One of winemaking’s enduring myths is that all wines improve with time; in fact the overwhelming majority of wines sold today are best drunk within a year or two of harvest. The reason for ageing wine is to give time for harsh tannins or acidity to mellow and to allow complex, ‘tertiary’ aromas and flavours to develop. Wine maturation is not an exact science: even winemakers can’t say with certainty when a wine will peak.
Good candidates for cellaring or ‘laying down’ include expensive, tannic reds (e.g. classed Bordeaux and Nebbiolo from Barolo) or premium whites with naturally-high acidity and low pH levels (e.g. German Riesling, Sylvaner and Pinot Noir, or Chenin Blanc from the Loire). But even wines like these are increasingly being made in a ready-to-drink style, as producers know that few modern-era drinkers have the patience or inclination to wait years to pull the cork. Wines which do not benefit from ageing are fresh, fruit-forward styles such as rosé, Pinot Grigio and, for the most part Sauvignon Blanc – although there are good examples of barrel-aged Sauvignon (often blended with Sémillon) from Bordeaux and also from California and Australia.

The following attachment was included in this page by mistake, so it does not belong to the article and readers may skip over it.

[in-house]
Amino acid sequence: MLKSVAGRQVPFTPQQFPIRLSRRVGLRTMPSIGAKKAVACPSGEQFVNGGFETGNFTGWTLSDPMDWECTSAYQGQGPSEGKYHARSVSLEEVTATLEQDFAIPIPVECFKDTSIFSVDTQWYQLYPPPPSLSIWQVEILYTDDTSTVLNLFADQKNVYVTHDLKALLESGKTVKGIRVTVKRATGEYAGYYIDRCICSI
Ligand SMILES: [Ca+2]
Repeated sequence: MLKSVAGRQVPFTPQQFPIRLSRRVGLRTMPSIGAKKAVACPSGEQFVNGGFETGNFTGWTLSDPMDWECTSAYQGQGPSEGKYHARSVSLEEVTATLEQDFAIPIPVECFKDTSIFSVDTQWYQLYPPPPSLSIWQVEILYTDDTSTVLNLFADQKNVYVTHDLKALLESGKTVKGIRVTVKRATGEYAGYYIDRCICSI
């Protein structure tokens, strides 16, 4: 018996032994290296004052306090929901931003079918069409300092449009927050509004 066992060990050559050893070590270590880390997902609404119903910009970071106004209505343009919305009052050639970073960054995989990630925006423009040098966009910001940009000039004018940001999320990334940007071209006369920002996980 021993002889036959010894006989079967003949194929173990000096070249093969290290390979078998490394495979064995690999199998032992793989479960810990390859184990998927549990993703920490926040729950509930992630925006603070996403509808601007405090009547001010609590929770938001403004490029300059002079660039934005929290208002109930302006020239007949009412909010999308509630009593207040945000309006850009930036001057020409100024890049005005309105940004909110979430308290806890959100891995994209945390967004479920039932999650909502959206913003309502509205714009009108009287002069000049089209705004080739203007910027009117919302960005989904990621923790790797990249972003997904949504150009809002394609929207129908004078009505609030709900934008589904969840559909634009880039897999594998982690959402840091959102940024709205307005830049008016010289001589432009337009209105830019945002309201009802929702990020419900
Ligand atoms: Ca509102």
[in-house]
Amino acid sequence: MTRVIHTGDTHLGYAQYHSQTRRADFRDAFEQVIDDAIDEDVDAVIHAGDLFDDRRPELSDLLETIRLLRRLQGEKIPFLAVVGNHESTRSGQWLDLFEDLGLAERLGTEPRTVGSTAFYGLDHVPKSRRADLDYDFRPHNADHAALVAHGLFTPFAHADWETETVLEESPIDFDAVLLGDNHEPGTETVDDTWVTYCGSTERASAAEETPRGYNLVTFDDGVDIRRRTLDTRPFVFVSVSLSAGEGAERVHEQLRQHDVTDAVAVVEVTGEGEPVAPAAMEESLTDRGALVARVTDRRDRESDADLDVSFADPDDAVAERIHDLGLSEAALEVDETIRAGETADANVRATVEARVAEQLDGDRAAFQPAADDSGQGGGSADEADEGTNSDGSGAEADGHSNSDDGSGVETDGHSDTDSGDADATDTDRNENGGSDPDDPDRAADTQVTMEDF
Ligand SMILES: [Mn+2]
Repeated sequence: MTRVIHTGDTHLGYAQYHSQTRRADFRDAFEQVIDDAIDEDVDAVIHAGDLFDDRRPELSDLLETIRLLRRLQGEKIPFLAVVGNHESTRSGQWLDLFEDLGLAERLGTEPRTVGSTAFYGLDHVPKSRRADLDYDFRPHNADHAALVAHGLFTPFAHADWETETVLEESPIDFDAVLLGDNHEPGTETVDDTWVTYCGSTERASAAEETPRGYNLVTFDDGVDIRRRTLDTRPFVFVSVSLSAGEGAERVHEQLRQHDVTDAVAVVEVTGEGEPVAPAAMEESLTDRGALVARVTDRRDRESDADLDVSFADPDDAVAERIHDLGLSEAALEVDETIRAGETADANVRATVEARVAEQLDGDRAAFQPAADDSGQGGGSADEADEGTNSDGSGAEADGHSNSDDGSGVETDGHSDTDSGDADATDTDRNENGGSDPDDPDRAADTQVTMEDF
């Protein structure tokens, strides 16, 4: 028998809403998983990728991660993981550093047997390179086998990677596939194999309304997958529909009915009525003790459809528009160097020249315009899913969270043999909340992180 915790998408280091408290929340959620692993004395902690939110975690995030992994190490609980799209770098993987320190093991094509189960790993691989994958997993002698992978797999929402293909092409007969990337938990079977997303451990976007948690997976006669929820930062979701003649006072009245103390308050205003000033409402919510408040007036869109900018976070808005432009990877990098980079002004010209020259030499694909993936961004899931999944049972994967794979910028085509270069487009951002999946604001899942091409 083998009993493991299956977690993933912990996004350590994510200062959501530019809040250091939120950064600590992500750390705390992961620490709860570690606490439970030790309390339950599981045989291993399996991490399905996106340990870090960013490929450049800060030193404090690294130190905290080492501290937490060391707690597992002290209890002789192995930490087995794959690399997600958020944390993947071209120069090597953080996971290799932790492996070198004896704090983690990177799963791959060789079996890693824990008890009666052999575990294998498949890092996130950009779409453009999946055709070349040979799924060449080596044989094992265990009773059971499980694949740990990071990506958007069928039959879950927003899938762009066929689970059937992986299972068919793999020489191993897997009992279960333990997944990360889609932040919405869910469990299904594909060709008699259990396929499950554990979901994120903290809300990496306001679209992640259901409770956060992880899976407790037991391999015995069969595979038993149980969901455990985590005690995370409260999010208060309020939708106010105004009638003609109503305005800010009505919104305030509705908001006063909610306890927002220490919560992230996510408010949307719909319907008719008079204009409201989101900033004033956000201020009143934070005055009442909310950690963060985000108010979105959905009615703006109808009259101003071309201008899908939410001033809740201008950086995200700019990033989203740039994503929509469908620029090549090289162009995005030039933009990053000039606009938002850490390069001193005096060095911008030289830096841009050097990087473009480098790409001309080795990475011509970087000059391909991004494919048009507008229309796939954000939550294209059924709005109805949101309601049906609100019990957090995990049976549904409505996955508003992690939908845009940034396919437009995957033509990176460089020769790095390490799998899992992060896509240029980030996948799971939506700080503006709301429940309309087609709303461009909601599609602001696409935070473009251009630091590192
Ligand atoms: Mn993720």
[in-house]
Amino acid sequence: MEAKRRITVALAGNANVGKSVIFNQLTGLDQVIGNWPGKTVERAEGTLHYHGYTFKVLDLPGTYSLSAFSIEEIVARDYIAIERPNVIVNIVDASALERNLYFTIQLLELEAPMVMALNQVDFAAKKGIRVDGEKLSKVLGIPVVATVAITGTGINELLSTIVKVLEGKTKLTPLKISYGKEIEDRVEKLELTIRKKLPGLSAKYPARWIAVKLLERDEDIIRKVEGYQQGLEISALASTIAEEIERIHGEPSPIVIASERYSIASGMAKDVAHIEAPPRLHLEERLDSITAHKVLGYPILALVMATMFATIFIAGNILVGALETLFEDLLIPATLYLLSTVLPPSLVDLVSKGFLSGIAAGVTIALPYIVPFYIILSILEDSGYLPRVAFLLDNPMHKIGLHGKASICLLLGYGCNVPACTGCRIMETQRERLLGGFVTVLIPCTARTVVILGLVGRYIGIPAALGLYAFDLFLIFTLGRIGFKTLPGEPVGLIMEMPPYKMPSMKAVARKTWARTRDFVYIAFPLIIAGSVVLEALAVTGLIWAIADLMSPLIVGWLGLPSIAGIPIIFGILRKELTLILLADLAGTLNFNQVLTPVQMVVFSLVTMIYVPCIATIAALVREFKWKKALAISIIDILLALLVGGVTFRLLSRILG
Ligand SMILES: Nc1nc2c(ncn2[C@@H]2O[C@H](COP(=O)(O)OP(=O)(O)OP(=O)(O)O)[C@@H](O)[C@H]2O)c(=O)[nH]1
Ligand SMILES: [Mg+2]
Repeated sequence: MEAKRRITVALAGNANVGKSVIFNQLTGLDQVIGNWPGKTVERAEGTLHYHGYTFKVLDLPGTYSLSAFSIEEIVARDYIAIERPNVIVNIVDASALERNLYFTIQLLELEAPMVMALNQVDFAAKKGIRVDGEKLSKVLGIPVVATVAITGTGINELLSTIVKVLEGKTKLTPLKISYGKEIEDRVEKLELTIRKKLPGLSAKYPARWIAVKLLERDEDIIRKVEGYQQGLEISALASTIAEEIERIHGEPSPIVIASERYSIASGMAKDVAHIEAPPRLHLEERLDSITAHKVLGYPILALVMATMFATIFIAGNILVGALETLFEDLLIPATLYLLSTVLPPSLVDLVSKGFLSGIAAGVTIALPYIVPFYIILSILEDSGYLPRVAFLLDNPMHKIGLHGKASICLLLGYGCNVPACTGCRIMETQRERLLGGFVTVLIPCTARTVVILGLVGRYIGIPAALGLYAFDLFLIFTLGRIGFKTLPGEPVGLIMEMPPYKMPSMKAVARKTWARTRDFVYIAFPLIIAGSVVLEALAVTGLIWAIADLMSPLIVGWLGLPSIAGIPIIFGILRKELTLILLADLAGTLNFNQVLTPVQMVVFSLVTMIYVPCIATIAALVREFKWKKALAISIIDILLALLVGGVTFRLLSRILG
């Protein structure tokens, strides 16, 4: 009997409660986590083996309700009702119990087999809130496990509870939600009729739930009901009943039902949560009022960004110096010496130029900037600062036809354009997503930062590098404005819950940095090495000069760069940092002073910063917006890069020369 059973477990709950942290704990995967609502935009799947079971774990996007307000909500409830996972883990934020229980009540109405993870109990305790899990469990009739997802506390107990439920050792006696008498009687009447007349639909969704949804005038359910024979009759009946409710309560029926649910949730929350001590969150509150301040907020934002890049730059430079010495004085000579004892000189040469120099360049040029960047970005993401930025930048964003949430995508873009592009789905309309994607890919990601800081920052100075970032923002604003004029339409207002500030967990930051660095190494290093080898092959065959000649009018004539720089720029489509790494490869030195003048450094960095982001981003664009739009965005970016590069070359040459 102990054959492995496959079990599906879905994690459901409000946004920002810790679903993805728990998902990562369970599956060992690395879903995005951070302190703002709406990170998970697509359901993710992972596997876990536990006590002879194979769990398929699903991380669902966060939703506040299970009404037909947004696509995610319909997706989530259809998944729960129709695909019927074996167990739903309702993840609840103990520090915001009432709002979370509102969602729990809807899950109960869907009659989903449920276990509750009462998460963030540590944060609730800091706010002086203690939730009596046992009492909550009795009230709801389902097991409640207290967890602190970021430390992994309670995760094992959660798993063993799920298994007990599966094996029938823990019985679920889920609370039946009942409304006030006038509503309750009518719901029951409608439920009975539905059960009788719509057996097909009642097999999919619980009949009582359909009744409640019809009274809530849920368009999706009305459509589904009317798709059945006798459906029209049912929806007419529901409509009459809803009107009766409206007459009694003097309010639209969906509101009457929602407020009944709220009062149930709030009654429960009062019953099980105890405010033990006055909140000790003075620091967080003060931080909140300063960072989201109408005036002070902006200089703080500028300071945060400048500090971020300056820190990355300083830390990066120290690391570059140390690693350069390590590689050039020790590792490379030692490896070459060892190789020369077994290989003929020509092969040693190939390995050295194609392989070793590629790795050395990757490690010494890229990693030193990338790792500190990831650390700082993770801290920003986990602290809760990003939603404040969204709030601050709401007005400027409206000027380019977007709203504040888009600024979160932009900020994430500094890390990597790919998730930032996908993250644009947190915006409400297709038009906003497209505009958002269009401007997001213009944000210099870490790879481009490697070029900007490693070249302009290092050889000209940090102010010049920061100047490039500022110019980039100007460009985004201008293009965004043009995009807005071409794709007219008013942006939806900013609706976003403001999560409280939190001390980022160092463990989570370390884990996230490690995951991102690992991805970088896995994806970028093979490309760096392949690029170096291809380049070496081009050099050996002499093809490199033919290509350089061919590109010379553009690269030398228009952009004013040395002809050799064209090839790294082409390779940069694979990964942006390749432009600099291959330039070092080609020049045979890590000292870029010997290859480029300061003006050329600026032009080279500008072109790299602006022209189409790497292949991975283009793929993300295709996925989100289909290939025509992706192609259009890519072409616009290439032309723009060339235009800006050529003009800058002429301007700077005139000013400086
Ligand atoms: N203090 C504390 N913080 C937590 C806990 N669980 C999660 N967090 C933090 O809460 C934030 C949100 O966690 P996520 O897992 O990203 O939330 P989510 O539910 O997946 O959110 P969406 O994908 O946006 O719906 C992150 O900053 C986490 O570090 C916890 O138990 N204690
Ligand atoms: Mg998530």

You don’t need a state-of-the art wine cellar to age wine but you should have somewhere dark, cool (10-13°C), slightly damp (ideally) and free from strong odours. Laying bottles on their sides is advised, to keep the wine in contact with the cork and stop it from drying out. Wines in large-format bottles (magnums etc.) age more slowly and gracefully than wines in standard containers, which partly explains the premium these giant bottles attract.
Image: Old 70s vintages in Bodegas Corral cellars, Rioja, Spain; © Curious Wines.